Wednesday, July 24, 2013

Jewish Rye Bread (seeded) Lots of steps but not much work involved in each of them. About 5 hours from start to finish, it's worth it for these delicious, rich, dense, flavorful loaves


I love rye bread.  I find it obnoxious to pay 4 times the cost of most breads in the grocery store for  a small loaf of Jewish Rye.  I looked in a bakery not too long ago and they wanted 7 SEVEN! dollars for ONE loaf of rye bread.  oh, I think not.

I make a ridiculous amount of bread.  I supply me and some of my friends with loaves of it.  I have a friend with half her freezer dedicated to my bread!  *cool*

Anyway, I figured how hard could it be to switch out from white loaves of Italian, french, hard, soft, crusty, crunchy, rolls, baguettes, sweet, salty, sourdough, croissants, brioche or pretzels?  I kind of have mastered the world of yeast.

I scoured old books as well as the Net for recipes and ideas and methods and after all of it, I came up with this alchemied version of Jewish Rye bread.

There are a lot of individual steps but each step only takes moments of time so if you're going to be at home, then you may as well make these loaves.

TRACY'S SEEDED JEWISH STYLE RYE BREAD

This recipe has one additional rise which adds incredible flavor but also adds an hour to the time.  It's worth it, trust me, I wouldn't mess with you on this one.

OK, so this is a little convoluted.  TRUST me.  Read it all before you go ahead but it's not nearly so involved or obnoxious as it looks :)

FIRST MIX:
In the bowl of the kitchen aid, combine:

3/4 cup all purpose flour
3/4 cup rye flour
1/2 tsp yeast
1 Tablespoon sugar
1 Tablespoon brown sugar (lightly packed)
1 1/2 cup water

SECOND MIX
In a small bowl, combine

2 cups all purpose flour (slightly heaped)
1 tsp yeast
2 Tablespoons caraway seeds (or a little more if you're a real fan)
1 heaped tsp of kosher salt

ADDITIONAL

2 tsp vegetable oil
salt water for spraying
ice for steam in the oven

Combine FIRST MIX in the bowl of your kitchen aid mixer and stir with a spoon till it's smooth.  Combine the SECOND MIX in a small bowl and just mix with your fingers till combined.

THEN, carefully sprinkle the dry mix OVER the first (wet) mix.  DO NOT COMBINE.  Cover and leave it until the first mix erupts out through cracks in the dry mix over it.  Weird but a really standard method for this sort of bread.  Mine took about an hour.
   

So, when it's all oozy, add 2 tsp of vegetable oil and take it to the machine like all the other breads.  The only extended time is the first bit of waiting for the liquid to proof.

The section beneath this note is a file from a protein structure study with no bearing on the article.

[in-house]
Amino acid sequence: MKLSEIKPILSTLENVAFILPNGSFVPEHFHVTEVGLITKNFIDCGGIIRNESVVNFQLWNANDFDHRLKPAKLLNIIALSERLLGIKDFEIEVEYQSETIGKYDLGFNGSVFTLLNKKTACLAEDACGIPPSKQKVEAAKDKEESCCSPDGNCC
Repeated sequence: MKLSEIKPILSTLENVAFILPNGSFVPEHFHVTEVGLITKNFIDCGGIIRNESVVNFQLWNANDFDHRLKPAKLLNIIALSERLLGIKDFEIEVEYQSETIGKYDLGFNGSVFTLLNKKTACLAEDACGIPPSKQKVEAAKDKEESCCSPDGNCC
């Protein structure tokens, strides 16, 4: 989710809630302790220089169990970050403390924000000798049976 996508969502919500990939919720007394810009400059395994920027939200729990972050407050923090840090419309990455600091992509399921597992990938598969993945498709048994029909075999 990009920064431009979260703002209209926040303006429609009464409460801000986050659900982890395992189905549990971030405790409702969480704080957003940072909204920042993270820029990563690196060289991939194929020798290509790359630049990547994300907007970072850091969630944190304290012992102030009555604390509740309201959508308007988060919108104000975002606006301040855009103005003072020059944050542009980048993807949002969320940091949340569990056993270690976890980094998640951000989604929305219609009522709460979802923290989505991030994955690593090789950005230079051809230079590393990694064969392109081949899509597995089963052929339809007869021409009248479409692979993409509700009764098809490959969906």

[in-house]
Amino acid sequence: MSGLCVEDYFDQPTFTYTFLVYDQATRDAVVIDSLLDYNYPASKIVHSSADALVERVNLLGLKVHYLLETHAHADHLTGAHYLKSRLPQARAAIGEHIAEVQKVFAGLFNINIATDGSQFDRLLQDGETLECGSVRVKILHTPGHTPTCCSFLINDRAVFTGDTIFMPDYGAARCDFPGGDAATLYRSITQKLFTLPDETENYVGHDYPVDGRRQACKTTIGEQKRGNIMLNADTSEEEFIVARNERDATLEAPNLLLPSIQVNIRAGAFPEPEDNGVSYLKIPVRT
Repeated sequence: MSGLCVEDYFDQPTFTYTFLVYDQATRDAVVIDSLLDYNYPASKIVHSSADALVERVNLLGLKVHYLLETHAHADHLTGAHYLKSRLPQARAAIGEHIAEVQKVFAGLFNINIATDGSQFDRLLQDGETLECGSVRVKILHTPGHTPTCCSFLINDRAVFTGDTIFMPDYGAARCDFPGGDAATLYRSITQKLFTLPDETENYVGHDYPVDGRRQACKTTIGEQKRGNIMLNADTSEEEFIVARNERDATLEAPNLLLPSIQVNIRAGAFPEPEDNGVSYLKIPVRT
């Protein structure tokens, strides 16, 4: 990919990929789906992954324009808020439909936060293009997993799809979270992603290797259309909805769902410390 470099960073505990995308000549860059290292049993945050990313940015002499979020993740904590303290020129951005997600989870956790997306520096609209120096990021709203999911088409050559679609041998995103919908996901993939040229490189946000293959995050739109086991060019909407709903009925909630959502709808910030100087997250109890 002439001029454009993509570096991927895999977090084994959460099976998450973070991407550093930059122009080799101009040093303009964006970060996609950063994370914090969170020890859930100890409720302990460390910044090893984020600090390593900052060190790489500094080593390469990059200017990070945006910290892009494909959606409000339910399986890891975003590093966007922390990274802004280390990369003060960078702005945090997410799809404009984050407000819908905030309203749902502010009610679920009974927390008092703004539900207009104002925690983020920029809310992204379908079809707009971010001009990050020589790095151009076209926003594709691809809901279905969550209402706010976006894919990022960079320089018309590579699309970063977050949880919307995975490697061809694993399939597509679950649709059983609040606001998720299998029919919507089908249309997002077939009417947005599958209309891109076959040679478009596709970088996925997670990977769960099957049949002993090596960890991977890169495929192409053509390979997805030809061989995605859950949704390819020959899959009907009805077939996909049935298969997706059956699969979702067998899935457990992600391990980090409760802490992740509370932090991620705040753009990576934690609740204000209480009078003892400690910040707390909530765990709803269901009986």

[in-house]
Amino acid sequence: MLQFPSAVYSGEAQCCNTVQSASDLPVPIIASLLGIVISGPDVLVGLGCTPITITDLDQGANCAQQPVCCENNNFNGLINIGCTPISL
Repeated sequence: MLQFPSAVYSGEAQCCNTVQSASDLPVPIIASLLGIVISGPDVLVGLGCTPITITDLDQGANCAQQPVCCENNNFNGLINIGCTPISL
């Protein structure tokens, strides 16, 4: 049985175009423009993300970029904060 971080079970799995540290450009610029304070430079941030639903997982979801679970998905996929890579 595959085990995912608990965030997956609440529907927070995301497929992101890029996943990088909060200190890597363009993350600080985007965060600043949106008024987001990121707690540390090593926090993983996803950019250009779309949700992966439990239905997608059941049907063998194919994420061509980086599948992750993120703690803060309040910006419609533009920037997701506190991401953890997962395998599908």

I mixed it with the dough hook by hand before I hooked it up to the machine.  Let it mix for a bit then crank it on high and let it knead for you.  It should clear the sides of the bowl and pull up from the bottom.  You can add up to 1/4 cup more all purpose flour but wait at least 5 minutes into the kneading before you do.
   
Beautiful, clearing the bowl and the bottom.  The dough is SLIGHTLY sticky and very soft.  We want it that way.  Dump it onto a lightly floured board and knead it a few times to feel really involved. We want smooth and soft dough. When you press your thumb in, it should spring, slowly and happily back up.
   
Lightly oil the top and put it into a bucket with a lid to rise.  We want it to double.  Mine took 20 minutes to do this! WOW!  Happy dough!
   
Gently tip the dough onto a lightly floured surface and gently flatten it.  Pull the top down and roll it into a log about the size of a snake that would make you run, screaming.  Cut it into two pieces and put it on a cornmeal coated sheet pan.  Cover it with a towel or greased cling film or a tin and leave it.  Mine doubled in about 20 minutes.
  
Spray the loaves with salt water and slash the tops.  Put them in a 450 degree preheated oven for 15 minutes.  I throw ice cubes on the bottom of the oven floor to create steam with all my loaves and I did for these as well.  I think you should as well.

After 15 minutes, lower the heat to 375 and transfer them to a stone and bake for another 30 minutes or until they sound hollow when you knock on them.  Transfer to a rack and wait, painfully, for them to cool completely.

   

The moment of truth:

Shatteringly crisp crust.  Tender dense but soft crumb.  Flavorful.  Richly floral with caraway. I've nailed it completely and totally.  THIS may be the most successful bread I've ever made.
 the knife shatters the crust and cuts through the soft crumb beautifully.

No tearing, the smell of the caraway is amazing.

The crust is so perfectly even.  The flavor of this stuff is amazing.  The texture and crumb is more than I ever thought I could ever ever produce.
 

I'm delivering the second loaf to a friend who will test for me to see if it really IS as good as I think it is.  In the mean time, seriously, go make this, now.

/enjoy


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